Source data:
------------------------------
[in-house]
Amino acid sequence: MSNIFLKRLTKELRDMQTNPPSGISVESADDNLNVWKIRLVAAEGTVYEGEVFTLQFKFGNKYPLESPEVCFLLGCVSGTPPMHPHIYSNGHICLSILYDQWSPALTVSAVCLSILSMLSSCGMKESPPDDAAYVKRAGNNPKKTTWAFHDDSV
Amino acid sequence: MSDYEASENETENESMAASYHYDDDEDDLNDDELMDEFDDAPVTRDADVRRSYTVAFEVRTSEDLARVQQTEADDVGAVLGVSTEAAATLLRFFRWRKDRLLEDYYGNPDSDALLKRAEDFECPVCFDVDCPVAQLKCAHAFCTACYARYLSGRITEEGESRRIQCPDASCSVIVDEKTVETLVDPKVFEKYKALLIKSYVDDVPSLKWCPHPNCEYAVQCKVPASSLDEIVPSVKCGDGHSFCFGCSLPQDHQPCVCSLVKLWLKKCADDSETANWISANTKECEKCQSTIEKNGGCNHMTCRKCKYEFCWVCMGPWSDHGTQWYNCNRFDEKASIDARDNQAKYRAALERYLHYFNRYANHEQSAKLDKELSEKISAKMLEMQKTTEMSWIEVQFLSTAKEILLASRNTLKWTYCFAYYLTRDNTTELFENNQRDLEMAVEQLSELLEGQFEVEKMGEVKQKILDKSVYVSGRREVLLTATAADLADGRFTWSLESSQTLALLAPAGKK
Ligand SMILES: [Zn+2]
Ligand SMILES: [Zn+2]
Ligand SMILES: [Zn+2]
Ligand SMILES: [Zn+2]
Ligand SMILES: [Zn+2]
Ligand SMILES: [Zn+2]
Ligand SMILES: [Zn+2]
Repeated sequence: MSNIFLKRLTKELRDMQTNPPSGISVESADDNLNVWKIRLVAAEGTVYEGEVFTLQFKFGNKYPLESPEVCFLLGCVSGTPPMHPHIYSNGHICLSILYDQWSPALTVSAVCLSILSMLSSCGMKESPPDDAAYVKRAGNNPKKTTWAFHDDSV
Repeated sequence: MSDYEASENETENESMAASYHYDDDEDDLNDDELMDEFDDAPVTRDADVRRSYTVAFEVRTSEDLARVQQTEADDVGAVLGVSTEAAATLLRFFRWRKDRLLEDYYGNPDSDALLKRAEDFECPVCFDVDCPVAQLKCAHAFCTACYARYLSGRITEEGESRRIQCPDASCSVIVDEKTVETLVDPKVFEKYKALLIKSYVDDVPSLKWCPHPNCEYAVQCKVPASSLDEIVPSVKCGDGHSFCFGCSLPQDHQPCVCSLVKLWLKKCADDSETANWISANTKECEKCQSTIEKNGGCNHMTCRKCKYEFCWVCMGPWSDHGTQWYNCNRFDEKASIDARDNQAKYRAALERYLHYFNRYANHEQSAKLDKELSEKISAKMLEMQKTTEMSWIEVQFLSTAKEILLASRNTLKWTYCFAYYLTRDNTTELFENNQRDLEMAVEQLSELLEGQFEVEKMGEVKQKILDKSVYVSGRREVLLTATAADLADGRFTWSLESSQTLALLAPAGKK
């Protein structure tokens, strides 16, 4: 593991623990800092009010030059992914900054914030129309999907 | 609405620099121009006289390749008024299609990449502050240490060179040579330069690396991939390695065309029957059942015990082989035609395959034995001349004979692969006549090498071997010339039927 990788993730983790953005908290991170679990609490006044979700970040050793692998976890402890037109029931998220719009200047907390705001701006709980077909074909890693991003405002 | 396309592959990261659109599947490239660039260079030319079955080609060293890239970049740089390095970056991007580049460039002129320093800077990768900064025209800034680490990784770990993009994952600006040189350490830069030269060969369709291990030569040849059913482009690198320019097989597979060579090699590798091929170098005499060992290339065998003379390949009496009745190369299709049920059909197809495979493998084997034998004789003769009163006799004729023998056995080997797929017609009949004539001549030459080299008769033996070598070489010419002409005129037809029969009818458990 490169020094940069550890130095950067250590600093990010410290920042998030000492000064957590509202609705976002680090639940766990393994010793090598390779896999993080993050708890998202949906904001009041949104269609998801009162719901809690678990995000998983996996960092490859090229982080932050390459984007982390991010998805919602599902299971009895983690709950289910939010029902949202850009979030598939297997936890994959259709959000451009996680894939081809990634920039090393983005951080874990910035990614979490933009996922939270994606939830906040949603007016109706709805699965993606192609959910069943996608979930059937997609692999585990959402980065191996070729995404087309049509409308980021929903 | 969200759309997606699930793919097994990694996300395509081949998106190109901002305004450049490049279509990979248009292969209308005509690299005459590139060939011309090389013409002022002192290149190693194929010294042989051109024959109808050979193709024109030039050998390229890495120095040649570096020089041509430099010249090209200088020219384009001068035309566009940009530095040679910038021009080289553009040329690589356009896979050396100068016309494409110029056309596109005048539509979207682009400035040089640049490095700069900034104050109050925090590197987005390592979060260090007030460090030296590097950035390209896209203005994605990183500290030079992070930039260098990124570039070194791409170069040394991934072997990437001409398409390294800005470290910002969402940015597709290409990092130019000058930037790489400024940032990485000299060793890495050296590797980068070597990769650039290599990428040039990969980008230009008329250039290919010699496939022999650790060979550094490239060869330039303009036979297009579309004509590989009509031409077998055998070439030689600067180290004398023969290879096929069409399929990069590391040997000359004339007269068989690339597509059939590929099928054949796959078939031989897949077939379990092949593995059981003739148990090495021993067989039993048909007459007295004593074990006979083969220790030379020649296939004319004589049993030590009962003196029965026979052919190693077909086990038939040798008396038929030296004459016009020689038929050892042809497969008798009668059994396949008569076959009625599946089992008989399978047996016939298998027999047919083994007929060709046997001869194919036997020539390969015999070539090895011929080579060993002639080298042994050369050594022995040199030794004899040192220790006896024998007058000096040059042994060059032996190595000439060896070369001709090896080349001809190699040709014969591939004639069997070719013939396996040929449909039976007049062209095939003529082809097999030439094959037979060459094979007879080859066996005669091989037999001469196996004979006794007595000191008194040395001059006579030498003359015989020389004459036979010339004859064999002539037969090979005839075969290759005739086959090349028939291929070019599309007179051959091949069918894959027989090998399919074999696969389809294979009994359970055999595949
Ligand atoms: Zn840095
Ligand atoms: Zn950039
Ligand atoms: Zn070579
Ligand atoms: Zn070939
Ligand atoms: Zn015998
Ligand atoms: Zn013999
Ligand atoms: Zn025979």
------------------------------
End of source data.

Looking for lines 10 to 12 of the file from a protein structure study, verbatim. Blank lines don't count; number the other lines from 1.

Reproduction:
Ligand SMILES: [Zn+2]
Repeated sequence: MSNIFLKRLTKELRDMQTNPPSGISVESADDNLNVWKIRLVAAEGTVYEGEVFTLQFKFGNKYPLESPEVCFLLGCVSGTPPMHPHIYSNGHICLSILYDQWSPALTVSAVCLSILSMLSSCGMKESPPDDAAYVKRAGNNPKKTTWAFHDDSV
Repeated sequence: MSDYEASENETENESMAASYHYDDDEDDLNDDELMDEFDDAPVTRDADVRRSYTVAFEVRTSEDLARVQQTEADDVGAVLGVSTEAAATLLRFFRWRKDRLLEDYYGNPDSDALLKRAEDFECPVCFDVDCPVAQLKCAHAFCTACYARYLSGRITEEGESRRIQCPDASCSVIVDEKTVETLVDPKVFEKYKALLIKSYVDDVPSLKWCPHPNCEYAVQCKVPASSLDEIVPSVKCGDGHSFCFGCSLPQDHQPCVCSLVKLWLKKCADDSETANWISANTKECEKCQSTIEKNGGCNHMTCRKCKYEFCWVCMGPWSDHGTQWYNCNRFDEKASIDARDNQAKYRAALERYLHYFNRYANHEQSAKLDKELSEKISAKMLEMQKTTEMSWIEVQFLSTAKEILLASRNTLKWTYCFAYYLTRDNTTELFENNQRDLEMAVEQLSELLEGQFEVEKMGEVKQKILDKSVYVSGRREVLLTATAADLADGRFTWSLESSQTLALLAPAGKK